that desk in the Red White and Blue office was hard work. I felt the sweat on my face running around that desk. It taught me that if you wanted to get something done, you had to get up early in the morning. When asked what my secret is to being successful, my answer has always been get up earlier in the morning. There is nothing that you can’t accomplish when standing on two feet. When you are lying down, all you accomplish is some REM sleep and working out your dream life.
When I graduated, which I did just barely in the fall after I made up a half course in math, which I had failed, I got my degree. In September I landed my first professional job in a small acting company in Montreal at Mount Royal.
The bothersome thing was that I got the job as an assistant manager by telling them I got a bachelor of commerce degree and I was adept at accounting and banking. This was the only other lie I ever told. The first one being that I hadn’t set fire to the principal’s car. It wasn’t long before they discovered two things: that I had no accounting skills whatsoever—my math skills are really bad—and that I was a good actor.
My talents didn’t lie in the field of accounting. My father, who paid for my education, was not amused. But my talents lay in trying to be funny and entertaining people. Although I didn’t study that per se—that’s Latin by the way.
(NOTE: Huge round of applause from the Latin Club.)
I did get my education complete, whole, and useful at McGill. I got it in my own way. I urge all of you to get it your way. Don’t be afraid of taking chances, of striking out along paths that are untrod. Don’t be afraid of failing. Don’t be afraid of making an ass of yourself. I do it all the time—and look what I got.
With that, I held my honorary doctorate aloft, as proud as I could possibly be.
I sat back down and scanned the crowd, here at the institution where I started my adult life. In a few weeks, I would also be getting another lifetime achievement honor from the governor general of Canada.
Which reminds me—hey, United States? Let’s get busy with the honors and accolades! Do you want to lag behind Canada in the race to honor William Shatner?
So what does one do after so many awards and accolades?
Get to work on winning some more.
There’s finality to this life achievement business that I want no part of. As long as you’re able to say “yes,” the opportunities keep coming, and with them, the adventures. Say “no” to fear and complacency. Keep saying “yes,” and the journey will continue.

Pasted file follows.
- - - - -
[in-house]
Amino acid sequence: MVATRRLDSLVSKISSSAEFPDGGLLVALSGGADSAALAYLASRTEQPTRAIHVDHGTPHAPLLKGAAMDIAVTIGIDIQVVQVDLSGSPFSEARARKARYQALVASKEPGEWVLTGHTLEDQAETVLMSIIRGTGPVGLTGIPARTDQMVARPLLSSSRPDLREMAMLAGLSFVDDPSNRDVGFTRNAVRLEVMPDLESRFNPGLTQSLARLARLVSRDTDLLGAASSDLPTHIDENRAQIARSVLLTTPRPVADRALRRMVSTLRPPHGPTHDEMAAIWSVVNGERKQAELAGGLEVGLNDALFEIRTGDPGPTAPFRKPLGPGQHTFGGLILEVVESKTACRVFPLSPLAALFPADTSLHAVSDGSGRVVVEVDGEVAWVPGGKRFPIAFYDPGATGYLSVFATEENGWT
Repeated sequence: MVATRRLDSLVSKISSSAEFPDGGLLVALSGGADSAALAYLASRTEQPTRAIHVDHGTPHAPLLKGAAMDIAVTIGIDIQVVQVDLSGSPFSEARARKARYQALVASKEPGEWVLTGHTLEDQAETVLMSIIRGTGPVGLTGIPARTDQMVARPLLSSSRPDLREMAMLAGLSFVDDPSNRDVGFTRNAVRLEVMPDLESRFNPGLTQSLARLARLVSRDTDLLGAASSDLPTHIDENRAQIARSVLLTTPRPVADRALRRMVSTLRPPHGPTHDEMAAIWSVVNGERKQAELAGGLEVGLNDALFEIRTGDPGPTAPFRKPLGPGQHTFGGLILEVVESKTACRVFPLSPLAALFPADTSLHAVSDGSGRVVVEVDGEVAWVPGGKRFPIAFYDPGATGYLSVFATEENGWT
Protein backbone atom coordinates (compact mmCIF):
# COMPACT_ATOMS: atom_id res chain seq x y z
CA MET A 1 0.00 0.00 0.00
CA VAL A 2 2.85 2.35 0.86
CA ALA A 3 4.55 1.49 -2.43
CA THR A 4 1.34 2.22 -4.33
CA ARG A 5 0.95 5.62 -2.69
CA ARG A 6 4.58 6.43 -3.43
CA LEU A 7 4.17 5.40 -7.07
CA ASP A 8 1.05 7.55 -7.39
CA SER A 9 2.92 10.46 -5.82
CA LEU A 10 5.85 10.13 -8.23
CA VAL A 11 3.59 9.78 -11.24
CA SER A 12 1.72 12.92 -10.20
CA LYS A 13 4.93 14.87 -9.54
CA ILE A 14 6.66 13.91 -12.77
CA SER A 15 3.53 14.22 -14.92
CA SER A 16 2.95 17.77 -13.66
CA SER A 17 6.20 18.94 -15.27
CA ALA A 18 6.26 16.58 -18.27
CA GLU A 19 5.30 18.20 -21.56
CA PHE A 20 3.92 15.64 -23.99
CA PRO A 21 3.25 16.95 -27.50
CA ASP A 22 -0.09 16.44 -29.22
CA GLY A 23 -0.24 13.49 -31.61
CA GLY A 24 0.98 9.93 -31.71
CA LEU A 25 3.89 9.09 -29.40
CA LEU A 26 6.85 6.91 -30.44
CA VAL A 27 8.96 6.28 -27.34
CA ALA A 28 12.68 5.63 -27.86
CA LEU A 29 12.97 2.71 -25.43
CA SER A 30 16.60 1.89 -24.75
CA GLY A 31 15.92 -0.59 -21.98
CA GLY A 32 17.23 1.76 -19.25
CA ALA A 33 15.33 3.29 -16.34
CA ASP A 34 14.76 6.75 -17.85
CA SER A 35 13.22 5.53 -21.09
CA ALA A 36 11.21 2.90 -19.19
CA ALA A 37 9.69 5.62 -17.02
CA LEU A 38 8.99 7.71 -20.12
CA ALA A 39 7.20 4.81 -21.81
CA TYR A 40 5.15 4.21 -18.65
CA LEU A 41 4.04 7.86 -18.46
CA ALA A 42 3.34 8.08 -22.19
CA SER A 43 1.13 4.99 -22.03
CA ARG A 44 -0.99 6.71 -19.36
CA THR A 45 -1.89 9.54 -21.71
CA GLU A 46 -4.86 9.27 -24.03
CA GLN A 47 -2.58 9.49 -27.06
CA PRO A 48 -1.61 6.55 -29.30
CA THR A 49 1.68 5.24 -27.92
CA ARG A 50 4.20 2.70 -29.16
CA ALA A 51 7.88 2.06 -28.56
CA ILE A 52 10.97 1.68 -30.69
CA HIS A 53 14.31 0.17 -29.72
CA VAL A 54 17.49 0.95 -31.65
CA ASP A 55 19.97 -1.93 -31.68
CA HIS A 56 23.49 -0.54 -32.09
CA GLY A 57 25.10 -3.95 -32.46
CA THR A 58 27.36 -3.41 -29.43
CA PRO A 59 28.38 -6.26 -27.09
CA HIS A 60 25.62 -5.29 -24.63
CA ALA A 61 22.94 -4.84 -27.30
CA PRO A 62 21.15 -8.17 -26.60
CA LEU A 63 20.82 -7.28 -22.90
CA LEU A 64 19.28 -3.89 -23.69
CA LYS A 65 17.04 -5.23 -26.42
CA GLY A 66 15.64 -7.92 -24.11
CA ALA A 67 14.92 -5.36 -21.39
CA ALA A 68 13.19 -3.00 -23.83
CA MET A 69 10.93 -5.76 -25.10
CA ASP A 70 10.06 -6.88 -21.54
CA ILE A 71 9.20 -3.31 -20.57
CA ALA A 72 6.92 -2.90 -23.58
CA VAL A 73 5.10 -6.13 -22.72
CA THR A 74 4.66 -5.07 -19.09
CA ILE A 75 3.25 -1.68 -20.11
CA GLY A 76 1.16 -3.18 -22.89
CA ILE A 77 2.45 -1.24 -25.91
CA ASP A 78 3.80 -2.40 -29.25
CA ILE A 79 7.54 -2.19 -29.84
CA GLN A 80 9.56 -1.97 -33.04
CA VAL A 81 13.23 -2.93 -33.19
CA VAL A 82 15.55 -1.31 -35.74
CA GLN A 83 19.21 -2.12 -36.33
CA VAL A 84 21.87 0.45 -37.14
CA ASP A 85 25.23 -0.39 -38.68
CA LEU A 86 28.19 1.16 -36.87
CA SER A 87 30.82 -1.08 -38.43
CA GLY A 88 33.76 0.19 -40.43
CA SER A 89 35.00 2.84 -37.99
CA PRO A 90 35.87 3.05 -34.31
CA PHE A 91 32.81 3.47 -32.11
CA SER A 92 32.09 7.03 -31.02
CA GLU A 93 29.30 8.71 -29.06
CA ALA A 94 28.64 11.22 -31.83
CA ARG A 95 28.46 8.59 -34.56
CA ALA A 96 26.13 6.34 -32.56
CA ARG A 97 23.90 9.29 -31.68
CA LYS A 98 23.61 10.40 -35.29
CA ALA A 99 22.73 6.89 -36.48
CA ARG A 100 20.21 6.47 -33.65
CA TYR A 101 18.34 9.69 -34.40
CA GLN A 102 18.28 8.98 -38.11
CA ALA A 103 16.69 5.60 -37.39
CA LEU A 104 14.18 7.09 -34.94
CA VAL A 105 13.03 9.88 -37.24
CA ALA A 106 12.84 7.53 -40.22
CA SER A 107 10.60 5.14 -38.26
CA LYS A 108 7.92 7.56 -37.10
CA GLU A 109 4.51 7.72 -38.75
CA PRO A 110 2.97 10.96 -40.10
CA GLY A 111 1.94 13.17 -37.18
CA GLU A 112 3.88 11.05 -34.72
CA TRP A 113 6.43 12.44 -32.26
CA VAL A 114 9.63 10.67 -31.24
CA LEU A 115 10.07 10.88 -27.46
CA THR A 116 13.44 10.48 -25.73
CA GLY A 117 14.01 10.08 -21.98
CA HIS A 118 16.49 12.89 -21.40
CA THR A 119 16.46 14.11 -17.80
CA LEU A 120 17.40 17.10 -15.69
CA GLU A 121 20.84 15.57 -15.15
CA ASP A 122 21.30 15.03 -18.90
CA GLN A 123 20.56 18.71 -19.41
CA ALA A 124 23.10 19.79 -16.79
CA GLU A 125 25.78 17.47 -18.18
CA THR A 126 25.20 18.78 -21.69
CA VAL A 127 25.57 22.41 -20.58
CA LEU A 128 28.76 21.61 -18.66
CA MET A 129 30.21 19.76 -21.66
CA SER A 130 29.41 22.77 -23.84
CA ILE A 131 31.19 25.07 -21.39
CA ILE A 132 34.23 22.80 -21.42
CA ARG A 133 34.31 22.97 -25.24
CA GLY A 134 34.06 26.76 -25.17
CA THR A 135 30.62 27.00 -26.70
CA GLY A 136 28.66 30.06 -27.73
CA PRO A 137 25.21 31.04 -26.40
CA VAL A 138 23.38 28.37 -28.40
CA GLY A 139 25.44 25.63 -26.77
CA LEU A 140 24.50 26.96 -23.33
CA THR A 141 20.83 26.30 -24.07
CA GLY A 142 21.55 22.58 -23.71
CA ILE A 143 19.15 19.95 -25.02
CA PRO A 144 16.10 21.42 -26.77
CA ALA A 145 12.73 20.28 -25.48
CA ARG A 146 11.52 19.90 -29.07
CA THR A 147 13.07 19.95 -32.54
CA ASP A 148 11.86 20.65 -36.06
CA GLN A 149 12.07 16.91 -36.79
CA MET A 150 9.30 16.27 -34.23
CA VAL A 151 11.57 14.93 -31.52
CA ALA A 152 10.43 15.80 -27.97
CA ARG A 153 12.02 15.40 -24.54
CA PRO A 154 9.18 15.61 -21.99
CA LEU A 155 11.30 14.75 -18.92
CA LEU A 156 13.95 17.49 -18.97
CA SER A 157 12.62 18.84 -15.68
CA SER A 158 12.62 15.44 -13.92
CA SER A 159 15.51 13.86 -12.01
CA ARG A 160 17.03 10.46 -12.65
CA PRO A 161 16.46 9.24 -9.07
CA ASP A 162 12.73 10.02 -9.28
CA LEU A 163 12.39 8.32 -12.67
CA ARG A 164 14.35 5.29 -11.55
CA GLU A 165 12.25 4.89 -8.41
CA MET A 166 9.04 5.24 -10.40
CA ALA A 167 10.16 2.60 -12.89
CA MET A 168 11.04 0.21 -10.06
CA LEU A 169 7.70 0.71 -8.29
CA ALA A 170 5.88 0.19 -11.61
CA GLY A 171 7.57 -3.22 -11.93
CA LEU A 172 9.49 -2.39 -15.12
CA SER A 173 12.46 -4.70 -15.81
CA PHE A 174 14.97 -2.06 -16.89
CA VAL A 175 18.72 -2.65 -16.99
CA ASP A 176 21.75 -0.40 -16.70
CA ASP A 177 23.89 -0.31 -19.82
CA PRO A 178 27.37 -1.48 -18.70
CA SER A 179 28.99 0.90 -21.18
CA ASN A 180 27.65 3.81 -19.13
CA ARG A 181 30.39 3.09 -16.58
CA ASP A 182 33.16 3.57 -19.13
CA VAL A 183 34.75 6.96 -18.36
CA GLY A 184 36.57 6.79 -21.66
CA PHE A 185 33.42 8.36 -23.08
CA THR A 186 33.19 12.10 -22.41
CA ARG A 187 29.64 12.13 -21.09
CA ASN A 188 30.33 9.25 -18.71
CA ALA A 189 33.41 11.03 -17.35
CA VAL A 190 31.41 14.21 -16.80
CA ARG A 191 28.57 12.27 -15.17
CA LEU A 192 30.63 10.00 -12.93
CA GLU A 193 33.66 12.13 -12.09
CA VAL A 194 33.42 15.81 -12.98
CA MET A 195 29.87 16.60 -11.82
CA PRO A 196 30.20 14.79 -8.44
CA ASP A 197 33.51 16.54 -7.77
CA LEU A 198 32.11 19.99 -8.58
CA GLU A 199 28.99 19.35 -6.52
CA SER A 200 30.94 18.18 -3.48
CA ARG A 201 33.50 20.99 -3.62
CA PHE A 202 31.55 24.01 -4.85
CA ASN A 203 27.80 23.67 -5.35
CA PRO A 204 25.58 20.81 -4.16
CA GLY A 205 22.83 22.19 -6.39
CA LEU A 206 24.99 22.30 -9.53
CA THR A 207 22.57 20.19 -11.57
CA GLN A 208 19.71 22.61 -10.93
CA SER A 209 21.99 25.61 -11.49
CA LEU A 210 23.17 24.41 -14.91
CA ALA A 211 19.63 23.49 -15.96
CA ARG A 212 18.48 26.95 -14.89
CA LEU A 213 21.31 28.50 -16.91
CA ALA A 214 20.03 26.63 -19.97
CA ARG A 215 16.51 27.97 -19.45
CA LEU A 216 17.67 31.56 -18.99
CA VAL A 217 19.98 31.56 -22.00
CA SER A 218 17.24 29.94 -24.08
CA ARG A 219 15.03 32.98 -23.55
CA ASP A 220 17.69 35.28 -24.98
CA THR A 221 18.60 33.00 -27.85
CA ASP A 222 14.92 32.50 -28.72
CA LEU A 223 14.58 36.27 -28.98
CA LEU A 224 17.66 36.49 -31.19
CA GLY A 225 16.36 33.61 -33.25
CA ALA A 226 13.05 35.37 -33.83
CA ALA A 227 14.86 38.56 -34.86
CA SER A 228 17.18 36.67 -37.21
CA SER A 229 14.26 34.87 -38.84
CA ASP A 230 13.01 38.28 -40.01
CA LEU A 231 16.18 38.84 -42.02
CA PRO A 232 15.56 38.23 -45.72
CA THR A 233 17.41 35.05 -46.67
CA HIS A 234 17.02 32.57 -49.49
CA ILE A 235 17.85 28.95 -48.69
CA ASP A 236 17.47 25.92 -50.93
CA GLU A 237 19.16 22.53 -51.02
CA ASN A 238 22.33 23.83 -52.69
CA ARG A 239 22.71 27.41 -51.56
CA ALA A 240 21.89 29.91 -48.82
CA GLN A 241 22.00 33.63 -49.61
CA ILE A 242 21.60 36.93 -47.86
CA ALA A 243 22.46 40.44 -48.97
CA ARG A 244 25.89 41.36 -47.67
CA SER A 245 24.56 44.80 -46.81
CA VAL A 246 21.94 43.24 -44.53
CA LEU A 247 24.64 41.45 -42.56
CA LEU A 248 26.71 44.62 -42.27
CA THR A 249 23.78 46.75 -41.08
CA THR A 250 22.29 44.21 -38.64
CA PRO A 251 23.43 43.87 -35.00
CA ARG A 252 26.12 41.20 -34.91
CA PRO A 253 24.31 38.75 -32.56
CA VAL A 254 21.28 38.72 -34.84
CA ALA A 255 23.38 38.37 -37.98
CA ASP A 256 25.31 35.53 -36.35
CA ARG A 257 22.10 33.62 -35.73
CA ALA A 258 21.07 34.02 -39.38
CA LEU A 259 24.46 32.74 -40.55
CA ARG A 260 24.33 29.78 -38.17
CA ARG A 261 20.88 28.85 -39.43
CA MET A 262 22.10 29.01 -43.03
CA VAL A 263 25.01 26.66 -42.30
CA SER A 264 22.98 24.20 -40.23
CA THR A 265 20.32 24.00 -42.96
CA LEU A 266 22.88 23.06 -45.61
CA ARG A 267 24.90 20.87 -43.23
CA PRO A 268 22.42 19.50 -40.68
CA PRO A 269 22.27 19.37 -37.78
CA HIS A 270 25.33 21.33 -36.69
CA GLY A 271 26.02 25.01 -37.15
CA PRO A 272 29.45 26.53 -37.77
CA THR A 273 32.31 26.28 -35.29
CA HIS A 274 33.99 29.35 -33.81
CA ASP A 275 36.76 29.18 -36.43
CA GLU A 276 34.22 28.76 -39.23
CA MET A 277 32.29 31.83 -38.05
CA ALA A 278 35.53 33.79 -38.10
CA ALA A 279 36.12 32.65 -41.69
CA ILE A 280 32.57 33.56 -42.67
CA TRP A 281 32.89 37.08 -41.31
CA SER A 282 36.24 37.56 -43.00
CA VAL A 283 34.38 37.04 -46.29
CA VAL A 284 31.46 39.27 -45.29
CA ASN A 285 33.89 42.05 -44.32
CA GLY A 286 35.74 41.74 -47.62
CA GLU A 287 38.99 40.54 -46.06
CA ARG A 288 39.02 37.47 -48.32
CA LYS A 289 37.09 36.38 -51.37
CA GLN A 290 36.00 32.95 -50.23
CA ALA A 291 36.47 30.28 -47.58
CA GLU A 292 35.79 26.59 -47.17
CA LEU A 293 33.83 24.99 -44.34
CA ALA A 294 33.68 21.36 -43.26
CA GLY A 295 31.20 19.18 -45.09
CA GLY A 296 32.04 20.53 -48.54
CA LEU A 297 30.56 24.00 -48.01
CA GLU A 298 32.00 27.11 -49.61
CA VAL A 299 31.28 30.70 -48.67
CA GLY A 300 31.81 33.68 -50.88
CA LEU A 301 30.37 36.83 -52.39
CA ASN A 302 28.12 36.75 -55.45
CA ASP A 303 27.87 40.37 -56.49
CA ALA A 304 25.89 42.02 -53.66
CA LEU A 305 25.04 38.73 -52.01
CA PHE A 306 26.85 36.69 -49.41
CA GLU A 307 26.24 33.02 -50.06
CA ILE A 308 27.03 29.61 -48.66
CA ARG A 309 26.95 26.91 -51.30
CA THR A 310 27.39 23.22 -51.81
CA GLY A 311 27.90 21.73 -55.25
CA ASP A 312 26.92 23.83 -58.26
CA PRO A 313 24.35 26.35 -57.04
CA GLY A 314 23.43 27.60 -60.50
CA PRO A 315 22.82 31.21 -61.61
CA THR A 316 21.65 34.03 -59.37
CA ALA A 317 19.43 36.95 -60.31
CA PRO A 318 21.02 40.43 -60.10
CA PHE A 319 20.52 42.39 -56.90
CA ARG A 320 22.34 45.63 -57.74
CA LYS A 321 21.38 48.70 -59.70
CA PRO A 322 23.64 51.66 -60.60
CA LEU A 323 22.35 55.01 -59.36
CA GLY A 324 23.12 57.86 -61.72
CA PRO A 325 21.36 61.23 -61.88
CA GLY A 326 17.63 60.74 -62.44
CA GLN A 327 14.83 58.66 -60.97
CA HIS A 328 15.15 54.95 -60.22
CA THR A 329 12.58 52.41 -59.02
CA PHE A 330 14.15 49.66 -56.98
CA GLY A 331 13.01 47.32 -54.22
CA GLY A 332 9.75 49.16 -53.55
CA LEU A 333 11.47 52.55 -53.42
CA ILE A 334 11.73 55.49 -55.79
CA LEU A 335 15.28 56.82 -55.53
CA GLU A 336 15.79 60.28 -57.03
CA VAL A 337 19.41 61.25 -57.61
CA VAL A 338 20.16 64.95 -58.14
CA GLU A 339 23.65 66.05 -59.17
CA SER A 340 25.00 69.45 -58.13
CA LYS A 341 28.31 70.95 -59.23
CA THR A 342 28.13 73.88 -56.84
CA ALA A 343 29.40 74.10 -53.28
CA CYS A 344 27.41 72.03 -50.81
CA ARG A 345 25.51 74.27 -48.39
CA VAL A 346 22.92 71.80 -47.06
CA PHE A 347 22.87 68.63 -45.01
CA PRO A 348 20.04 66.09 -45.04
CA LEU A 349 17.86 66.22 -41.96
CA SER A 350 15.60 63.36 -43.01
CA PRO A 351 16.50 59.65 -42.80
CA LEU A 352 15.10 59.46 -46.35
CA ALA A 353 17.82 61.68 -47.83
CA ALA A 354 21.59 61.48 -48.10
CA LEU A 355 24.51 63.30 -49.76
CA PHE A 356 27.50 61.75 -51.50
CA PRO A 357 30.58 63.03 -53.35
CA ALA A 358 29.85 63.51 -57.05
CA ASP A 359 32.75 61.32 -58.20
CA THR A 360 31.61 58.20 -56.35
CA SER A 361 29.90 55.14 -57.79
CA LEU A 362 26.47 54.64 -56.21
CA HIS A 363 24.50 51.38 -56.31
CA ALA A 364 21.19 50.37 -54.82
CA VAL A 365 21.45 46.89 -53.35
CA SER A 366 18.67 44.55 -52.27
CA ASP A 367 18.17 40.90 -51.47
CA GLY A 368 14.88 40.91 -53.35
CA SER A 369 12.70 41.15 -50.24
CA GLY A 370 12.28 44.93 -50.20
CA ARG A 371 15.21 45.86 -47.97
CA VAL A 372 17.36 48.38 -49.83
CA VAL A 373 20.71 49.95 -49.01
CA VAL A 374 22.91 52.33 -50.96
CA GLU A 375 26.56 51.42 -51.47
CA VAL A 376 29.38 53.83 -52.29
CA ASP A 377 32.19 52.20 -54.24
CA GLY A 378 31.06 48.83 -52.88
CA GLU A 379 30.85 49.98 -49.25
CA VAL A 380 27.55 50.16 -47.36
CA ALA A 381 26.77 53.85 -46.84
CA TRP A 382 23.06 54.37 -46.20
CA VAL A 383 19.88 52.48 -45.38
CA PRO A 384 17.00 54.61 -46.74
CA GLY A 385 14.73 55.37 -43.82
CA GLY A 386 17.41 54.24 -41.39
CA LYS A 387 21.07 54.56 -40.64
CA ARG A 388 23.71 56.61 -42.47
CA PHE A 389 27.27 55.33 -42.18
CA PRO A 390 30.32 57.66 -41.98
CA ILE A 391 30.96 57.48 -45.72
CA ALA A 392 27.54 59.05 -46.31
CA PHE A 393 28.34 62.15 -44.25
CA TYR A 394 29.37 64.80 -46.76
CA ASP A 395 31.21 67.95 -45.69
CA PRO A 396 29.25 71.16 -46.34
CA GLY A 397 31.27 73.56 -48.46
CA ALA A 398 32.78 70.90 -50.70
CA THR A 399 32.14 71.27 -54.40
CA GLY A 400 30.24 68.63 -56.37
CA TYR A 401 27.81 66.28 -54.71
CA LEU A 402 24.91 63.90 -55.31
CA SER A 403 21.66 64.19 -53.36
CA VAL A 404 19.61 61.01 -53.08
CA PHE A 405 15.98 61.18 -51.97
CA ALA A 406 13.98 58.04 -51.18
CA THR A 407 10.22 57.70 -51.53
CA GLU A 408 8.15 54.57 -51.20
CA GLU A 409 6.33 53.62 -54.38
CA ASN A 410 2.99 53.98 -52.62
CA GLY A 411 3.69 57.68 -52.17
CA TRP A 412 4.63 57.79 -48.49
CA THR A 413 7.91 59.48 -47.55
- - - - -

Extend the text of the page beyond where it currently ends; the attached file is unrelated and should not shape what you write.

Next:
In this, the eightieth year of my life, I should be settling down, taking it easy, resting on laurels. Forget it.
This rocket ride of a life I’m strapped to just keeps hurtling on and on, faster into the unknown. Will I be ejected, rejected, or dejected? What will happen with my new album? What will happen with this book? With the family? With my TV stuff? The horses? With all the wonderful adventures Elizabeth and I are sharing and will continue to share?
I have no idea. But the rocket keeps going, and I keep holding on.
I think perhaps my rule of saying “yes” has been a way for me to
I’m controlling the sometimes wild trajectory of my existence. The fact of the matter is, I’ve been lucky enough to have life say “yes” to me, time and time again. Perhaps there’s no way to control anything. Perhaps the best thing to do is work hard, hold on, and enjoy the view.
I’m not done yet. There are many lives in a lifetime. There are many things I would like to achieve that I haven’t. I’ll place these degrees, these awards, on my mantel, as a constant reminder of what I have yet to achieve.
Whatever else happens, I’ll be sure to let you know. And thanks for saying “yes” to going along on this crazy rocket ride with me.
RULE: To Friends, It’s Always “Bill”
I would like to thank my editor, Carrie Thornton, who came up with the idea for this book and came calling. I’m glad she did. To her assistant, Stephanie Hitchcock, thank you for being so on top of every detail. Speaking of being on top of every detail, I’d be sunk if it weren’t for my assistant, Kathleen Hays, who has all the answers and is always so nice to be around. To our publisher, Brian Tart, our publicist, Amanda Walker, and all of the Dutton/Penguin team I say a hearty
. And to Paul Camuso for keeping me on the cutting edge
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